I shouldn’t do this. It’s madness to try to delve into the minds of conspiracy theorists and try to make sense of their ravings. But I can’t help myself; I’m drawn like a moth to the flame. It never ends well. I only wind up with a horde of trolls in the comments telling me that I’m a glib supercilious idiot and should stick to medicine or go die in a fire or something.
Sometimes it’s too hard to stay away. Maybe it was the personal affront I felt in the false imputation of ill motives onto progressives. Maybe it was the gross errors in fact, sitting there ripe for the plucking. I don’t know, but I just can’t resist a rebuttal to Dr Rich at Covert Rationing, who weaves a technocratic cost control body into a paranoid web of fantasy, concluding that:
Progressives are dedicated to “progressing” to a perfect society, and they know just how to achieve it. … Specifically, the Progressive program requires individuals to subsume their own individual interests to the overriding interests of the collective – and human nature just doesn’t function that way. Thus, the Progressive program inevitably relies on a cadre of elites – those who have dedicated themselves to furthering the Progressive program – to set things up the right way for the rest of us, while manipulating we in the teeming masses to let them. And the rest of us, once the correct programs and systems are in place, will at last understand that it was all for our own good.
I suppose this paragraph tells you everything you need to know … about Dr Rich. Any supposition that he was approaching the view of policy with a fair mind or that he is willing to attribute anything but the worst motivations to those on the other side of the aisle is completely shredded by this paragraph. As rhetoric goes, it’s up there with “Conservatives want old people to die in pain.” So we can scratch Dr Rich off the list of people who are willing to discuss health care policy with a neutral mindset. He’s engaged in a holy war of ideology. Read more »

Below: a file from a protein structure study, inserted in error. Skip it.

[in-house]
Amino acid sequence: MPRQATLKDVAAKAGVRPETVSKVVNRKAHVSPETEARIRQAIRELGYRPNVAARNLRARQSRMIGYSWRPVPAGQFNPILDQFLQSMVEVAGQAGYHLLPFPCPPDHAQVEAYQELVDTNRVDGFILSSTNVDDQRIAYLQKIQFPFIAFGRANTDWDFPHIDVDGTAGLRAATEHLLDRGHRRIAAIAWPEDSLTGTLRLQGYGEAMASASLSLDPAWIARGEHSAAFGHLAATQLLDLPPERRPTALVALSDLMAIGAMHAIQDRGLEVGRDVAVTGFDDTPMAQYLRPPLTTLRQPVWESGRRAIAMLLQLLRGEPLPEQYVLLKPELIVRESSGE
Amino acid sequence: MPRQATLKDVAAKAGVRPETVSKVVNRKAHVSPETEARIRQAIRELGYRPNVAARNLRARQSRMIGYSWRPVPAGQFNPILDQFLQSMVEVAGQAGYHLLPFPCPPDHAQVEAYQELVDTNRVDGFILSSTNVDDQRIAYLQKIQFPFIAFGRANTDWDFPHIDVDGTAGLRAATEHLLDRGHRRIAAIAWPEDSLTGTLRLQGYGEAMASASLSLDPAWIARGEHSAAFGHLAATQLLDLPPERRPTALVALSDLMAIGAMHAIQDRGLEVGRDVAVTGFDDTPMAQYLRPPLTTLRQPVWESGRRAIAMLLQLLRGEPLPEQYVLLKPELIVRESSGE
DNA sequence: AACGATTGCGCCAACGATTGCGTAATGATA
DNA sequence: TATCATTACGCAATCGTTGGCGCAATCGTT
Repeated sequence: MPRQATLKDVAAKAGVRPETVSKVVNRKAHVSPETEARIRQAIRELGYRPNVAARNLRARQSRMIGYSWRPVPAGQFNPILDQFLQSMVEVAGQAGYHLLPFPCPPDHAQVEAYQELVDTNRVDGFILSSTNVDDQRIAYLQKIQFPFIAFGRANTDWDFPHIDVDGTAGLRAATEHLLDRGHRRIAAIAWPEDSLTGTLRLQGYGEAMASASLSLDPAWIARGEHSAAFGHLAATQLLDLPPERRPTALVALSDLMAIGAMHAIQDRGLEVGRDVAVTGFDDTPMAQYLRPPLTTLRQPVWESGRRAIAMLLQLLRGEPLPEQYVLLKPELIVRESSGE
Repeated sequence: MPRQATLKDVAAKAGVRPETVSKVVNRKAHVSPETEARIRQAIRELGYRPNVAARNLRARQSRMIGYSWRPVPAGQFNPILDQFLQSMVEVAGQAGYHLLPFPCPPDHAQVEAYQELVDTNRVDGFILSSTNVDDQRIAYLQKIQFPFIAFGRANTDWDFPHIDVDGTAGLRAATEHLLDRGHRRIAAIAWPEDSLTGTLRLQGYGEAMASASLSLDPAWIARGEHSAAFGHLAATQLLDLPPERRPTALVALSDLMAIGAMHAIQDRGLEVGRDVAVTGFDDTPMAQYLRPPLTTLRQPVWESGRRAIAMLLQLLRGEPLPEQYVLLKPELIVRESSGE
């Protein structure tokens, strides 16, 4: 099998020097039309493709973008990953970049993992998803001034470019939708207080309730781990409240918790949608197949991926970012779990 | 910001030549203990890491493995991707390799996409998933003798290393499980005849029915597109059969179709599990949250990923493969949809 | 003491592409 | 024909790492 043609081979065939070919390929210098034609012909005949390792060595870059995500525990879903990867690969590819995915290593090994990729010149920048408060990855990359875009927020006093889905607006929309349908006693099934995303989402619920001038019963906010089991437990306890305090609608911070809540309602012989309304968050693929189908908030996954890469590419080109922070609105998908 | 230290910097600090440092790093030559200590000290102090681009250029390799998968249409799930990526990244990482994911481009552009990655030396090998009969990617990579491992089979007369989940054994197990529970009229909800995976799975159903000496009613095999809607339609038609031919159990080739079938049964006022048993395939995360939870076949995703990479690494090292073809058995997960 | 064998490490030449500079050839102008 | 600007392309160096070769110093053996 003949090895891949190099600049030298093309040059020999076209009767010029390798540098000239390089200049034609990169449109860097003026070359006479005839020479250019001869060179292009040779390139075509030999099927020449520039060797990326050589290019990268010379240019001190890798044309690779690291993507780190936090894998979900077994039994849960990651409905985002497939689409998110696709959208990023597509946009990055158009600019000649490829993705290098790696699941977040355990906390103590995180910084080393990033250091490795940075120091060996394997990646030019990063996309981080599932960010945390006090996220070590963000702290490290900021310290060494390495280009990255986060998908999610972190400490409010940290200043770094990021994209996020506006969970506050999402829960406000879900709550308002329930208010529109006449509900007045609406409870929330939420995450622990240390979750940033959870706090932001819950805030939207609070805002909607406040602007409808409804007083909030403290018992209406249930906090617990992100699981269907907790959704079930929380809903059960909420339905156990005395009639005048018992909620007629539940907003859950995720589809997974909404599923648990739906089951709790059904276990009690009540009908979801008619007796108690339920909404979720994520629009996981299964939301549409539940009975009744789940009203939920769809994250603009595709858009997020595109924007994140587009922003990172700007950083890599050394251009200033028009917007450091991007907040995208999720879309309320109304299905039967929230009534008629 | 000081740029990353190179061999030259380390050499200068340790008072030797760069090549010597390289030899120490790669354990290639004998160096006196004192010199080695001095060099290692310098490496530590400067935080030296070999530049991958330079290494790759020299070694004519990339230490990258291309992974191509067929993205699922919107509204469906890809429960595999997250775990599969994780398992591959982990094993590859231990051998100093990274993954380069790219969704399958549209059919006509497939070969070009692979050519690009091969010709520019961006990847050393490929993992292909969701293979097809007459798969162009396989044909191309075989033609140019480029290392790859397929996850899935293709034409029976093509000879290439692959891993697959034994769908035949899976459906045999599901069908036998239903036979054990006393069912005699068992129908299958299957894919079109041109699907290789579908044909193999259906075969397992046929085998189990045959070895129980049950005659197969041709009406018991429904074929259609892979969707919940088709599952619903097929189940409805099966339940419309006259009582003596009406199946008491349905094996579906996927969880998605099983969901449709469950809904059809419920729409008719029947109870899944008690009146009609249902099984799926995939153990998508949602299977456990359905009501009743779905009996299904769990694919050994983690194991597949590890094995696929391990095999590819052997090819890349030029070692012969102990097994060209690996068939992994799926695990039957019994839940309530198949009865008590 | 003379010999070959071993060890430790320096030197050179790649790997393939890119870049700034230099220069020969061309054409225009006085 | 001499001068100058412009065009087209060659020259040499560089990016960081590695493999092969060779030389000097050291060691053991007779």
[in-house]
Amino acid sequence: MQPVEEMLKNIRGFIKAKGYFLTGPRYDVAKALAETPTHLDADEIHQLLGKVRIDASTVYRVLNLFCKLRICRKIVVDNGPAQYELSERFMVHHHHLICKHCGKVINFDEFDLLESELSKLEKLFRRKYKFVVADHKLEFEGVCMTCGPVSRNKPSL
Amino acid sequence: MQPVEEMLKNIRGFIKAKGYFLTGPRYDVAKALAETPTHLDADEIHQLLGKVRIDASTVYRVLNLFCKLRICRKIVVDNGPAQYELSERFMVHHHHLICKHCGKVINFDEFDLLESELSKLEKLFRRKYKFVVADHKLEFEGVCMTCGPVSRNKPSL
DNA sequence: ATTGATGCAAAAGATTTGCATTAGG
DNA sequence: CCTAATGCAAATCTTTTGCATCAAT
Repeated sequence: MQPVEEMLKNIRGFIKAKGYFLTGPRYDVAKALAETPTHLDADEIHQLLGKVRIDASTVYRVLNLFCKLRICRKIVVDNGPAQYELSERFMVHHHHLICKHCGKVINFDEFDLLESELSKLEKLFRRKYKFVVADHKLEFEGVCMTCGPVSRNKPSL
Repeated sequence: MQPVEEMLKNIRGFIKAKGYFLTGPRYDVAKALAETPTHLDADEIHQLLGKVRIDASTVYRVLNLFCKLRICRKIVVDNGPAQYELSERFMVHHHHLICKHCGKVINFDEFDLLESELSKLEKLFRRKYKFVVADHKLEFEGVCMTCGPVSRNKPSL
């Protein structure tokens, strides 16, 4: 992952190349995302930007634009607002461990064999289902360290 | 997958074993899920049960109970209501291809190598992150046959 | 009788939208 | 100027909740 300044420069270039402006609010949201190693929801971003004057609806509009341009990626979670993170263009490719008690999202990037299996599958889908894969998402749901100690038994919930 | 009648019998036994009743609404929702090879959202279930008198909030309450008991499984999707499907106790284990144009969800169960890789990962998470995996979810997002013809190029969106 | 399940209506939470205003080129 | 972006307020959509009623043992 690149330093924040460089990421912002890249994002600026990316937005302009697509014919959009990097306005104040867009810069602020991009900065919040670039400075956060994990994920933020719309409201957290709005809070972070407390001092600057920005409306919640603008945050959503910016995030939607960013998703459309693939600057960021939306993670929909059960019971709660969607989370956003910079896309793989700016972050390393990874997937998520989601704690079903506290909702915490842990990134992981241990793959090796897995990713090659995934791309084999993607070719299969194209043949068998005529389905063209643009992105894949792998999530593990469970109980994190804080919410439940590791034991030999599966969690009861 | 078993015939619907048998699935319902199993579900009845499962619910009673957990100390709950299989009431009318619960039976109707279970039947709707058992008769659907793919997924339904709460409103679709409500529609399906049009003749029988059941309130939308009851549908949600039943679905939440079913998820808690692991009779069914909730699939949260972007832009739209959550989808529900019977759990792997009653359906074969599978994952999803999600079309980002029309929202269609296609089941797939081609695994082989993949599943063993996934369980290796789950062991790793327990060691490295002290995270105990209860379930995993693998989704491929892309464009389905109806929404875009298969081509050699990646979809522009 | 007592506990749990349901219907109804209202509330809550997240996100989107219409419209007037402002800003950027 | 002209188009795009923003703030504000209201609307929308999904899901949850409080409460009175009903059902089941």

*This blog post was originally published at Movin' Meat*
In the speech President Obama gave responding to Congressman Ryan’s budget plan (the one in which he lured Ryan to sit in the front row in order to be publicly pilloried), the President did something DrRich did not think he would do before the next election. He openly invoked, and openly embraced, the Independent Payment Advisory Board (IPAB) as the chief mechanism by which Obamacare will control the cost of American healthcare.
“IPAB” might be a new term to many Americans, but DrRich pointed his readers to this entity, within a few weeks of the passage of Obamacare, as the lynchpin (and a very scary lynchpin at that) of the whole enterprise.
Until President Obama’s recent “outing” of IPAB, however, this new board has been almost entirely ignored by most commentators. Since the President’s speech, of course, many have written about it, either to celebrate it or to castigate it. (Of all these commentaries, DrRich most highly recommends the analysis provided by Doug Perednia at the Road to Hellth. In fact, DrRich recommends Perednia in general, as he is regularly producing some of the most insightful commentary, anywhere, on health policy.)
DrRich does not wish to simply repeat here all the observations that have lately been made by others regarding the IPAB. Rather, he will emphasize three particular features of the IPAB, features which are remarkable indeed, and which will tell us something very important about our Progressive leaders. Read more »
*This blog post was originally published at The Covert Rationing Blog*